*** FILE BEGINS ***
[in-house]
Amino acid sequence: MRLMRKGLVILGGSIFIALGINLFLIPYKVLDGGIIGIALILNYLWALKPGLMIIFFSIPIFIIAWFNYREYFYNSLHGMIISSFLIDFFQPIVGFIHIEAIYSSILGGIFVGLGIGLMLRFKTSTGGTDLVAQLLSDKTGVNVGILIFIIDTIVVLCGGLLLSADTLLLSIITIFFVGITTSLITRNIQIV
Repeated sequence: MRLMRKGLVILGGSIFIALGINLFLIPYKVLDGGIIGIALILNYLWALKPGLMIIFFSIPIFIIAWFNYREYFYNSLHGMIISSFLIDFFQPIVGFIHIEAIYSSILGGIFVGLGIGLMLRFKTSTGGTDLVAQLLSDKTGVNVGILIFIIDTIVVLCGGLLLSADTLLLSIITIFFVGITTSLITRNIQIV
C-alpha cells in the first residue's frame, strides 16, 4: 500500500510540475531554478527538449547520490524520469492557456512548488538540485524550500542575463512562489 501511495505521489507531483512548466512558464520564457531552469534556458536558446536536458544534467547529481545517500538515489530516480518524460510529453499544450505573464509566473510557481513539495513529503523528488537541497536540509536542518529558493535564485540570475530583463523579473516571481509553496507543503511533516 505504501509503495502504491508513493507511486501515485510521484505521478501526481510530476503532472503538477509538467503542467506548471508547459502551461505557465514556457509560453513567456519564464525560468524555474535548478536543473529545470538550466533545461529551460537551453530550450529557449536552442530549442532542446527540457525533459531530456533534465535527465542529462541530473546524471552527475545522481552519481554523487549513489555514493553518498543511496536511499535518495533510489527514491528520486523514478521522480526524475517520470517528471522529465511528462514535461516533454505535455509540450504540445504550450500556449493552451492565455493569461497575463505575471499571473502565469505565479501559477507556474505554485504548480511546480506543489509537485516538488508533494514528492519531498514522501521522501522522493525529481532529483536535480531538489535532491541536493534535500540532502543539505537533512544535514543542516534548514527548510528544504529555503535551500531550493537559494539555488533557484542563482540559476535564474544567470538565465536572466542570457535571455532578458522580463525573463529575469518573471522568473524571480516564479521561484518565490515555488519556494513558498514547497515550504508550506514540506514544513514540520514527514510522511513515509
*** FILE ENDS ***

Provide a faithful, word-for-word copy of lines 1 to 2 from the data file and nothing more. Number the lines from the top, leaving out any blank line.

[in-house]
Amino acid sequence: MRLMRKGLVILGGSIFIALGINLFLIPYKVLDGGIIGIALILNYLWALKPGLMIIFFSIPIFIIAWFNYREYFYNSLHGMIISSFLIDFFQPIVGFIHIEAIYSSILGGIFVGLGIGLMLRFKTSTGGTDLVAQLLSDKTGVNVGILIFIIDTIVVLCGGLLLSADTLLLSIITIFFVGITTSLITRNIQIV